One of the major challenges faced by the emergent Protestant faith was how to establish itself in a hitherto Catholic world. A key way it found to achieve this was to create a common identity through the fashioning of history, emphasising Protestantism's legitimacy and authority. In this study, the life and works of one of the earliest and most influential Protestant historians, Johann Sleidan (1506-1556) are explored to reveal how history could be used to consolidate the new confession and the states which adopted it. Sleidan was commissioned by leading intellectuals from the Schmalkadic League to write the official history of the German Protestant movement, resulting in the publication in 1555 of De statu religionis et reipublicae, Carolo Quinto, Caesare, Commentarii. Overnight his work became the standard account of the early Reformation, referenced by Catholics and Protestants alike in subsequent histories and polemical debates for the next three centuries. Providing the first comprehensive account of Sleidan's life, based almost entirely on primary sources, this book offers a convincing background and context for his writings. It also shows how Sleidan's political role as a diplomat impacted on his work as a historian, and how in turn his monumental work influenced political debate in France and Germany. As a moderate who sought to promote accommodation between the rival confessions, Sleidan provides a fascinating subject of study for modern historians seeking to better understand the complex and multi-faceted nature of the early Reformation.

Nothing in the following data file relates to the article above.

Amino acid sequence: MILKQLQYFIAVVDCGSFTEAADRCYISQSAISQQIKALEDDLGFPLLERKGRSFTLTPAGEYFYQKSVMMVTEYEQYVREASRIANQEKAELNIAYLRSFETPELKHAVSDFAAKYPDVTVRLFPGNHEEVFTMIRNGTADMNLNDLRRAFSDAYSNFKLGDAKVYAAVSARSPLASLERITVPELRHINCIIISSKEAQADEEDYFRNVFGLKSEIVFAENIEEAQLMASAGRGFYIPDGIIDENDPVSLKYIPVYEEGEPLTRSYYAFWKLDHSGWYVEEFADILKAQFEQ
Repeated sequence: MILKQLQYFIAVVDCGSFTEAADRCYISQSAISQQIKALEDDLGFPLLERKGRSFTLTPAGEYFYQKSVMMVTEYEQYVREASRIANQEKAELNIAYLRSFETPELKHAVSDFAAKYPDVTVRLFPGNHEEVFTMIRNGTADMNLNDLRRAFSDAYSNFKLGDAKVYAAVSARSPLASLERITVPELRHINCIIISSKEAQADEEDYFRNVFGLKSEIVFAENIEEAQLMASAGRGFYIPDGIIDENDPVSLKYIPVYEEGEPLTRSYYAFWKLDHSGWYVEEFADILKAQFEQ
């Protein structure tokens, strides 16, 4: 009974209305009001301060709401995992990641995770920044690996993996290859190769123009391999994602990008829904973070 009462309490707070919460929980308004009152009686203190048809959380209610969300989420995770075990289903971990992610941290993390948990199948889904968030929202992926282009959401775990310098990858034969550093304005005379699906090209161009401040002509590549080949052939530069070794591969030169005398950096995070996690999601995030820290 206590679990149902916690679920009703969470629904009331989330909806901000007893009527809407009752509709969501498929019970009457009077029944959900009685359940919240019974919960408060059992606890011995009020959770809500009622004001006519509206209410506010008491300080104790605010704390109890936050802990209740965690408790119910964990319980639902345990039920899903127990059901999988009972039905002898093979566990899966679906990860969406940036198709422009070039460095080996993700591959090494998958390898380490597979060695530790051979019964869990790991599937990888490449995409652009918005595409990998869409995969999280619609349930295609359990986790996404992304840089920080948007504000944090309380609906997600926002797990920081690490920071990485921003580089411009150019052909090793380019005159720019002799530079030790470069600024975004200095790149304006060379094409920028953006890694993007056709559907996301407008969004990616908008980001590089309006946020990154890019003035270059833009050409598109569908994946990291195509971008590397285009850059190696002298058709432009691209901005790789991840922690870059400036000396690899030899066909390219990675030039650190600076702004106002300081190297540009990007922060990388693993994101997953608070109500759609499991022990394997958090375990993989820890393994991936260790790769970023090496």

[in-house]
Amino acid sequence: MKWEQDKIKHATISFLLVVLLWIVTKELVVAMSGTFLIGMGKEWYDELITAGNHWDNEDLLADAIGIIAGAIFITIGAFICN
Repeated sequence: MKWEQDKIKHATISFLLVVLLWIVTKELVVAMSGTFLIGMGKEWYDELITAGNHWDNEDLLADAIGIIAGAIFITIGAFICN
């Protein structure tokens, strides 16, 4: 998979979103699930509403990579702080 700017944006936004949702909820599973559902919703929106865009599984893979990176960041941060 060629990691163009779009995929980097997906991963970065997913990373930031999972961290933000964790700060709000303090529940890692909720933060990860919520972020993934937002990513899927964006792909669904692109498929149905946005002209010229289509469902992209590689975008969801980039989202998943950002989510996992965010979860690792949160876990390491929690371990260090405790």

Table of Contents
Contents: Introduction; The making of a historian - Sleidan in France; Historian of the Schmalkaldic League; In the service of Strasbourg; Sleidan's De statu religionis et reipublicae, Carolo Quinto, Caesare, Commentarii - an official Protestant view of history?; Sleidan and the German historians; Sleidan's reception in France; Conclusion; Appendix; Select bibliography; Index.
Alexandra Kess is an editor of the correspondence of Heinrich Bullinger at the Institute for Swiss Reformation History at the University of Zurich, Switzerland.
’... this book is now the best available on this unjustly forgotten figure and will be an important resource for anyone interested in early Reformation historiography.’ Catholic Historical Review ’Altogether, Alexandra Kess has delivered a most comprehensive biography of Sleidan, as well as an analysis of the Commentarii with many interesting aspects, especially on their diffusion and reception.’ German History ’By way of a nuanced exercise in historical reconstruction, Alexandra Kess has provided Reformation historians with a book that sheds light on Sleidan as well as the composition of the Commentaries and its later reception.’ Bulletin of the German Historical Institute ’... Kess’s volume offers important contributions to both our understanding of the biography of an important and undervalued scholar of history in the early modern world, and to the study of the historiography of the early moderns themselves.’ Religious Studies Review ’... this book makes a substantial contribution to current research on the Reformation and its earliest historians.’ Sixteenth Century Journal ’Finally, we have a comprehensive and detailed biography of the ’father of Reformation history’, making full use of the secondary and primary sources, including the extensive published correspondence and some manuscripts.’ English Historical Review 'Alexandra Kess's achievement is an impressive one, in no way limited to the fleshing out of Sleidan's biography... There is much to gain from this work beyond its seemingly narrow focus.' Renaissance Studies